It began with a request from Romania.
There has been an increasing demand from outside the university for access to student research — including interest from other countries, according to Maureen Vandermaas-Peeler, professor of psychology and director of the honors program at Elon University,
In response, Belk Library has digitized every honors thesis dating back to 2007 for use on the Internet. The transition to the digital collections website allows for greater access to the public.
Katie Nash, archivist and special collections librarian, worked on the project with Teresa LePors, coordinator of library public services.
“The digitized theses do a great job of highlighting the research students are doing at Elon on such unique topics,” Nash said. “The nature of research is that it is available for reference, so this is a big step.”
Honors Fellows’ reactions show that students see the advantages of having their work online as well.
“In the same way that the presentations of progress in the fall give rising juniors and seniors an idea of the scope of an honors thesis in different disciplines, having the final product online gives students examples of successful theses,” said senior Shannalee Van Beek, an honors fellow. “Hopefully, this can contribute to the success of future honors theses.”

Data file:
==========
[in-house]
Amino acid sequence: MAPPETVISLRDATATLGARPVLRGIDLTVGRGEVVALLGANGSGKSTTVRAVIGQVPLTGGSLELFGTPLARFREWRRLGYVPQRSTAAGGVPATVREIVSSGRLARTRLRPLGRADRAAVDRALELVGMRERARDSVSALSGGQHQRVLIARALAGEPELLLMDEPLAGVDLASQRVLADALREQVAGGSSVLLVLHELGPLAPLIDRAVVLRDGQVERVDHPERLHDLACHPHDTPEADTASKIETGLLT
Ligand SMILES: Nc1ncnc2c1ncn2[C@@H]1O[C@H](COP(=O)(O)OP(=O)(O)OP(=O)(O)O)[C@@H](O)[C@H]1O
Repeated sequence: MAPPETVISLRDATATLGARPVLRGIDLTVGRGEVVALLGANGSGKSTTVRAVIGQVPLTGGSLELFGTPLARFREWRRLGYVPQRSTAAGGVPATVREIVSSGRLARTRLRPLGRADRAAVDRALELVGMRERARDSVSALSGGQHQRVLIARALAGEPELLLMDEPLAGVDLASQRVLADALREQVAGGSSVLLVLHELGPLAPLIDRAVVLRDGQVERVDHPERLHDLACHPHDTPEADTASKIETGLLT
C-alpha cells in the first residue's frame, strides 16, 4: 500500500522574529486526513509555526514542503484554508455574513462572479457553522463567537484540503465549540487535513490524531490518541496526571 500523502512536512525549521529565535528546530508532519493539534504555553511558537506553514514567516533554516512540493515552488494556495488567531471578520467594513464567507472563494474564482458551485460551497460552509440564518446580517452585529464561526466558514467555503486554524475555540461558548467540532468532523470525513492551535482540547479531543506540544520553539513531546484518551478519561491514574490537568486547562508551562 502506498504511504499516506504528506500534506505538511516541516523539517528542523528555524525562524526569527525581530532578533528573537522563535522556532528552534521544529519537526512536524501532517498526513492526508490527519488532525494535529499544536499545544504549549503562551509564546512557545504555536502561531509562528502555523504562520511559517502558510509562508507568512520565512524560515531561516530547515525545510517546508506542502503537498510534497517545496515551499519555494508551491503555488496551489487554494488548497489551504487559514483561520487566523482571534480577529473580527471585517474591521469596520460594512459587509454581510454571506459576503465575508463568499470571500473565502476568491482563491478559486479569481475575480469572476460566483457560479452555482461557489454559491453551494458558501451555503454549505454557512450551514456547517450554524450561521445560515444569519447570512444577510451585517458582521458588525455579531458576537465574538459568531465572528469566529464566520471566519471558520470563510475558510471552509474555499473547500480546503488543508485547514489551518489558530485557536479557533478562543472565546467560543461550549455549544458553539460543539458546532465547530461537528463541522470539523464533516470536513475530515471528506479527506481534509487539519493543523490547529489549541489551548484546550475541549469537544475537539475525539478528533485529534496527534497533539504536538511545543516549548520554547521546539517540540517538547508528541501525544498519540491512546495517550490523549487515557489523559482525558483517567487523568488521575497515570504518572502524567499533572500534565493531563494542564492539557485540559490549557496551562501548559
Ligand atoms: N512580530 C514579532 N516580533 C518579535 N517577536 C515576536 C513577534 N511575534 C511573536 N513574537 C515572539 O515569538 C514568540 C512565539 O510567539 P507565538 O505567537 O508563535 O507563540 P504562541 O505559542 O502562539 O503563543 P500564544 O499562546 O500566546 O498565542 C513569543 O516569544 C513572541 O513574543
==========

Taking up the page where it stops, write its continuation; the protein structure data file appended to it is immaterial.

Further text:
Vandermaas-Peeler said she sees the digital theses similarly. She said students just entering the honors program may look to the digital archives to start off strong. But she also sees the advantage for all university students, especially as they consider choosing a major.
Although honors program participants said high quality work is always a priority, some recognize the greater visibility of their work, motivating them to work harder toward perfection.
“Now more than ever, it’s important for all of the Honors Fellows to be sure that their thesis reflects their best work, and that they are extremely careful in their writing and editing process because they know that their paper is going to reach a larger range of people,” said Grace Foster, an honors fellow.
Foster said she is happy her work will be available to the Elon community as well as a larger audience. She presented her research on single-sex schooling at the Midwest Economics Association annual meeting, where she won best undergraduate paper.
This honor is exactly why Vandermaas-Peeler said she believes the theses belong online. She said she believes the undergraduate research associated with the Honors program is the most rigorous at the university, and should therefore be shared.
“Wouldn’t it be nice for students and faculty to see the work our students are doing,” she said. “Regardless of digitization, we’re requiring high quality work. This is just another piece of that.”